Being a two-time All-Star doesn’t make you immune to the growing pains that come with joining a championship contending team midway through the season, as Andre Drummond has learned the way over the last week. Outside of an impressive performance against the Brooklyn Nets on Saturday, Drummond has struggled to make an impact for the Los Angeles Lakers, particularly on the defensive end.
Through his first five games, Drummond has posted the worst defensive rating on the team (109.1). Per 100 possessions, the Lakers allow 9.1 fewer points with Drummond on the bench than they do with him on the floor.
Offensively, he’s been slightly more impactful, but even then, he’s shot below 40% from the field in three of the games he’s played. On Tuesday against the Charlotte Hornets, Drummond went 2-7 from the field in 24 minutes, which contributed to him having the second-worst box plus-minus (-5) on the team. Second-year guard Talen Horton-Tucker had the worst at -8.
Suffice to say, Drummond has plenty of room to grow in these final 20 games, and Lakers head coach Frank Vogel is doing his part to make sure Drummond is in a position to succeed with the team.
“We’re still learning the different ways that he’s effective, and what kind of chemistry he has with his teammates, but we know he’s a dynamic roller, he’s a great rim-run, seal guy and the best offensive rebounder in the league,” Vogel said. “So those things we know we can put him in, and then ways to get him the basketball in the post off of movement can be effective, and also I think Stan (Van Gundy) did a great job in Detroit in particular with the pick and roll to roll and seal type of approach, which is what we’re looking at as well.”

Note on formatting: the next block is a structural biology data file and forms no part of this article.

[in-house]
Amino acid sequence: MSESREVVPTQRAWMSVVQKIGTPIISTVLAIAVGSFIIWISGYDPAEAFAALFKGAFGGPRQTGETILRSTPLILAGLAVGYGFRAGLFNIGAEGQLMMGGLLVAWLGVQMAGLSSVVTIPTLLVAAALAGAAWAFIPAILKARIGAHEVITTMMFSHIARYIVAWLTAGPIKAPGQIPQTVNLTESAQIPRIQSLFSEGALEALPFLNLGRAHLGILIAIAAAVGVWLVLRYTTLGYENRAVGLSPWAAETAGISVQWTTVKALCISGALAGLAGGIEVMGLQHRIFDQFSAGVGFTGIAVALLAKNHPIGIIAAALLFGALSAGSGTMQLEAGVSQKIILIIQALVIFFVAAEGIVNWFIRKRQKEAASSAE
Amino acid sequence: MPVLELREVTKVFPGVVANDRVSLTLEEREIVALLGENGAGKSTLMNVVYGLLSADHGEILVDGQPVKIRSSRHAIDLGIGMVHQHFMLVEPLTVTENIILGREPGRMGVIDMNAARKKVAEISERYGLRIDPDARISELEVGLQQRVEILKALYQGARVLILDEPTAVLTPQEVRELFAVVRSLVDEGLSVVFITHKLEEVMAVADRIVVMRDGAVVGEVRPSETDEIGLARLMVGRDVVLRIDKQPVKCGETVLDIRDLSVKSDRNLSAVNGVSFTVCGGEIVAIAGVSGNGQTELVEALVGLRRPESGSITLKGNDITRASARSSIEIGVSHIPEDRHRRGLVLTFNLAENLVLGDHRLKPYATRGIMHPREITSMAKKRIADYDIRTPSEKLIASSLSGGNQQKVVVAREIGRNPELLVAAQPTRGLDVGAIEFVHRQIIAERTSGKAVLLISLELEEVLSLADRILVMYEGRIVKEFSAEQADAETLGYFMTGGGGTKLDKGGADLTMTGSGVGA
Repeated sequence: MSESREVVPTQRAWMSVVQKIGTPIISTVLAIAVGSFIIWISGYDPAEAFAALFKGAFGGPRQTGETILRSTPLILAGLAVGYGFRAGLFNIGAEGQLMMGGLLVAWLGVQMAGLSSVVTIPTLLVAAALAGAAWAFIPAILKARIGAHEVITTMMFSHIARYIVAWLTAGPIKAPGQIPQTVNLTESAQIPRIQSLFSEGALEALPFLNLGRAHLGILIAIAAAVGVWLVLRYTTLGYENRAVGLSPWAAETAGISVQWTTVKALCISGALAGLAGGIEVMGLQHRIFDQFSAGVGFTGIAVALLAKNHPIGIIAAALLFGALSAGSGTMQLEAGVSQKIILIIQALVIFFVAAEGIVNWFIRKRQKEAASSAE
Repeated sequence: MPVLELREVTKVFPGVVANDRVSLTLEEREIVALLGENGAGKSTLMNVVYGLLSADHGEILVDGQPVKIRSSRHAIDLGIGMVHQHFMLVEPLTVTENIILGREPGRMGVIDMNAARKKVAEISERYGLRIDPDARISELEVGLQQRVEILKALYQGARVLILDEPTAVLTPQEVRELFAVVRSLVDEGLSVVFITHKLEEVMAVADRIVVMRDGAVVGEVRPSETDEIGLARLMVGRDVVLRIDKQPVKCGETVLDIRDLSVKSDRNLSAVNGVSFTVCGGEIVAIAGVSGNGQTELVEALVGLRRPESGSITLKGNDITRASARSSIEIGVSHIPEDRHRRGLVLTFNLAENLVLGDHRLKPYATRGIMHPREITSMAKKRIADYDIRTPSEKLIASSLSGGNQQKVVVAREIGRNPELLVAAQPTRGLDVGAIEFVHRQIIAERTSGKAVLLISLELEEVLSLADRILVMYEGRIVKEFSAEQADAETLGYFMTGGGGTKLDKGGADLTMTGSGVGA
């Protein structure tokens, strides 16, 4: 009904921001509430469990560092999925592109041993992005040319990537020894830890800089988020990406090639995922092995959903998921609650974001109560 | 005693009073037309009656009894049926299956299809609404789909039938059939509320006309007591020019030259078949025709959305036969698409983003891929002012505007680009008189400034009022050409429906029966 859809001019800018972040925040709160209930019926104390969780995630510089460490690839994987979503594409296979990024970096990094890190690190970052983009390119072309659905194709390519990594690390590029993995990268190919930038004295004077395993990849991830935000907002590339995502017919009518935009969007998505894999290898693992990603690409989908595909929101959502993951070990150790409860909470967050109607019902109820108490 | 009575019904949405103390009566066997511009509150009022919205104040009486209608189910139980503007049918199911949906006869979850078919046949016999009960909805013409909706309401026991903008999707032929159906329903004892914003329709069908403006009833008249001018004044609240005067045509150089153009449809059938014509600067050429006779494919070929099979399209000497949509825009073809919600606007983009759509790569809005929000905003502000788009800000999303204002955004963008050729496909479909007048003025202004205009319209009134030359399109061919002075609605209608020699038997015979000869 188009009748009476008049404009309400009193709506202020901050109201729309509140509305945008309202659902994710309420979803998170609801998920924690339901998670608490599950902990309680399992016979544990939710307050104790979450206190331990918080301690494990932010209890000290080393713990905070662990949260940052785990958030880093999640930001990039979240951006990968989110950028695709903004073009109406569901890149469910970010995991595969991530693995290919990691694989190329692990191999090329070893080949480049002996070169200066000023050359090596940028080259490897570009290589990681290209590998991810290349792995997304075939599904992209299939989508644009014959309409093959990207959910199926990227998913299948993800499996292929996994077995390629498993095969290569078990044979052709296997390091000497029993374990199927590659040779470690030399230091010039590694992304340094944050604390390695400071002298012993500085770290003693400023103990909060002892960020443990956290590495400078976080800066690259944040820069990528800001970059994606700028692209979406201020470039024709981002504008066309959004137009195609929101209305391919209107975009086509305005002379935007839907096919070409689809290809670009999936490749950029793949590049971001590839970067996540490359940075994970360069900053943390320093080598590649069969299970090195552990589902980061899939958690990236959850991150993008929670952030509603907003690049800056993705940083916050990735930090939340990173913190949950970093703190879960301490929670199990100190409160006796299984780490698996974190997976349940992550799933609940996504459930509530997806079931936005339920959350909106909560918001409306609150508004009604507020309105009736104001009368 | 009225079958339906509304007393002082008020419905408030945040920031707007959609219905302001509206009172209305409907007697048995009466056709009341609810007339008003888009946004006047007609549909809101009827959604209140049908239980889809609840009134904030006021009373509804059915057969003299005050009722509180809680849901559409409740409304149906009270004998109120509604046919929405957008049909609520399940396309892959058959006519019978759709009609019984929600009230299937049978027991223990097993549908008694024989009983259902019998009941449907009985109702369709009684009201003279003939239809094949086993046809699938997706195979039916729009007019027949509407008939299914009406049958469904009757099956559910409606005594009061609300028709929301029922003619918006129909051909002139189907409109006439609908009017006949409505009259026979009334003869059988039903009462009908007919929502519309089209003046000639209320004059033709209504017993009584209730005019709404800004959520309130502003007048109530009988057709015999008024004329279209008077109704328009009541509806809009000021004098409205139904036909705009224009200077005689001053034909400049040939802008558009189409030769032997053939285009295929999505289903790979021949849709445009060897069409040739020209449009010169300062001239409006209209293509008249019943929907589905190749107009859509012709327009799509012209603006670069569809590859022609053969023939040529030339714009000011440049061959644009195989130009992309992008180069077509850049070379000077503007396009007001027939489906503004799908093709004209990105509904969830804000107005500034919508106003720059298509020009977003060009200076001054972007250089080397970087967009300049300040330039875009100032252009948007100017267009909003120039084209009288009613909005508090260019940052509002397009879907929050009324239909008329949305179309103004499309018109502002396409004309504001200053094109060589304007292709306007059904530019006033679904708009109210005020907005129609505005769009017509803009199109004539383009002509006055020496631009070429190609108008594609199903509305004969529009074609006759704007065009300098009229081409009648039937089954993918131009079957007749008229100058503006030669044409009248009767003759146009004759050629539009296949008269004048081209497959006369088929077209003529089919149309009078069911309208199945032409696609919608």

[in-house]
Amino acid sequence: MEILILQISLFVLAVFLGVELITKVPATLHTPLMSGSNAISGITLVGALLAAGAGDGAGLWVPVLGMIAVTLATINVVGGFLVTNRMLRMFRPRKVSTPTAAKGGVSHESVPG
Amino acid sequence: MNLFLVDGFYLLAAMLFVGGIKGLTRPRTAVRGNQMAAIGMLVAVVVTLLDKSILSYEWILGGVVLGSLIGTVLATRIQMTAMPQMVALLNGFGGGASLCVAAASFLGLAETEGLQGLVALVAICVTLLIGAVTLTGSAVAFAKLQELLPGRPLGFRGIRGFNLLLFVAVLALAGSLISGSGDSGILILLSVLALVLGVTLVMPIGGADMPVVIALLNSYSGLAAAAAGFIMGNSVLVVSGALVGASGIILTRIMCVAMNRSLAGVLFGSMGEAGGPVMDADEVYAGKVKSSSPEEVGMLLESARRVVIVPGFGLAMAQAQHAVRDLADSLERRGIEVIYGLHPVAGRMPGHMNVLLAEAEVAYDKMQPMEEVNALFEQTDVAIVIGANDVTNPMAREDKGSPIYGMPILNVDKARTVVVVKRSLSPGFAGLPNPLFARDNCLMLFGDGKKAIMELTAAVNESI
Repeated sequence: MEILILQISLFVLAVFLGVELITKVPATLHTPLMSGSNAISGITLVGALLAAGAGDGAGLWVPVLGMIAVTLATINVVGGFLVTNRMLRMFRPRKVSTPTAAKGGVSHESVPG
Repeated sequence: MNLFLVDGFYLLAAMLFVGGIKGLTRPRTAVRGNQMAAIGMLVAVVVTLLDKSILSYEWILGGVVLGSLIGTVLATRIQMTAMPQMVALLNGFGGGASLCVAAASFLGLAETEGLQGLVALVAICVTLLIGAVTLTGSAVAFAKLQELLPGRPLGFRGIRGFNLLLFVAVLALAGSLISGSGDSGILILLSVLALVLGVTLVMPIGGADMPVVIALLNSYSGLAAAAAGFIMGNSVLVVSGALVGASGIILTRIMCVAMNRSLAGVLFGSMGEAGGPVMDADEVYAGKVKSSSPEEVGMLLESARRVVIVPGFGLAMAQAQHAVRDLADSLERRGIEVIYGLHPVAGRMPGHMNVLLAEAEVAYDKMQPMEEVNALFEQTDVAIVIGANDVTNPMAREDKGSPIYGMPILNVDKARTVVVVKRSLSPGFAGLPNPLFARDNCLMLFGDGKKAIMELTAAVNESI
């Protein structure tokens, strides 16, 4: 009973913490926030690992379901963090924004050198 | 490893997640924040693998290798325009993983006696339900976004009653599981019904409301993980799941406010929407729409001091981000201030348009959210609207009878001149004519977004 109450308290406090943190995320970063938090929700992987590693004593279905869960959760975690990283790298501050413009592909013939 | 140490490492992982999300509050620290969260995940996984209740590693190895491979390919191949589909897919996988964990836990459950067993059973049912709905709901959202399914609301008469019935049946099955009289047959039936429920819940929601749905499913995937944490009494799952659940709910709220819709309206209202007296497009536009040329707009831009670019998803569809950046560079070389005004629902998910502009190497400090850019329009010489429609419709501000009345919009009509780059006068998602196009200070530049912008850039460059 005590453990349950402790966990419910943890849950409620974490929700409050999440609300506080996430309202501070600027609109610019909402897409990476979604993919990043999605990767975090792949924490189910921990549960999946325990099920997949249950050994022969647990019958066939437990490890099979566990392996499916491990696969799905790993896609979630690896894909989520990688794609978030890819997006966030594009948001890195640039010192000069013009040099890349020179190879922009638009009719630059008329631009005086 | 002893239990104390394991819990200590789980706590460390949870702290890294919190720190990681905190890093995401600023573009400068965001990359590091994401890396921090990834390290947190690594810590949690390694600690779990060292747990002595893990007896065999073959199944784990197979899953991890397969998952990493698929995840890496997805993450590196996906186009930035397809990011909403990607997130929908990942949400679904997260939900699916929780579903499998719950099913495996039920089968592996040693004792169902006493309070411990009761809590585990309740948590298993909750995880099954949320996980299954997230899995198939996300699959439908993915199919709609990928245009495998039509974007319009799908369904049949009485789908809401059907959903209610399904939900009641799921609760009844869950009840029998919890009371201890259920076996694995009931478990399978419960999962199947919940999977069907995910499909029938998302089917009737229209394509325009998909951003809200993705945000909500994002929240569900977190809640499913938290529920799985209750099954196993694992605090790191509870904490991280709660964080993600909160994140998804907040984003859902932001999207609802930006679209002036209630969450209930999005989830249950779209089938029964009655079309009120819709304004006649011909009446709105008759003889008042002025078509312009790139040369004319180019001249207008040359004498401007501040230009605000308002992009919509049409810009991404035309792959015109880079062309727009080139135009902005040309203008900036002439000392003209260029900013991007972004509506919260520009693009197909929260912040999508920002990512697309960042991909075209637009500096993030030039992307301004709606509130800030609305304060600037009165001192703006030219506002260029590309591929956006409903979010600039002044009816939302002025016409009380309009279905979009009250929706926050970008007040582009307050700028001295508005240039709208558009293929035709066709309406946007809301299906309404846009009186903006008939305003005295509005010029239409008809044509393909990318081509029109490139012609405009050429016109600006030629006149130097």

Drummond last played with the Cleveland Cavaliers, but he was at his best when he played for the Detroit Pistons from 2012 to 2020. During that time, he led the league in rebounds per game four times and was voted an NBA All-Star twice. He also made the All-NBA Third Team in 2016.
Drummond will try and rediscover that form ahead of free agency, but under much different circumstances. For the first time in his career, Drummond won’t be the focal point of the offense — he wont even be the No. 2 option. He’ll also be part of a team that’s competing for something, which is an adjustment in and of itself, as Kyle Kuzma discovered last season.
“It’s just a process, man,” Kuzma said. “It’s not going to happen overnight. Rome wasn’t built overnight, and I feel like with him, it’s a big adjustment. Just think about it. He’s kind of never really been coached in his career in Detroit and Cleveland, and then coming here into a championship organization, it’s tough. It’s tough.
“I think that for him, the best thing about him is he’s doing a great job of just learning and asking questions and soaking everything in. I learned it firsthand last year: It’s a huge difference between playing basketball, and winning basketball, and that’s the adjustment he’s trying to make right now, to figure it out with new teammates and new offensive and defensive schemes, and trying to play the right way. He’s handled it well, and it’s an adjustment period.”
That adjustment period hasn’t been made any easier with the amount of injuries on the team, some of which Drummond has accounted for, but Kuzma thinks it’s only a matter of time before all of the pieces fall into place.
“I think once the two big dogs get back, it’s going to be much, much easier for him because it’s going to be a lot more simplified. You’ll see.”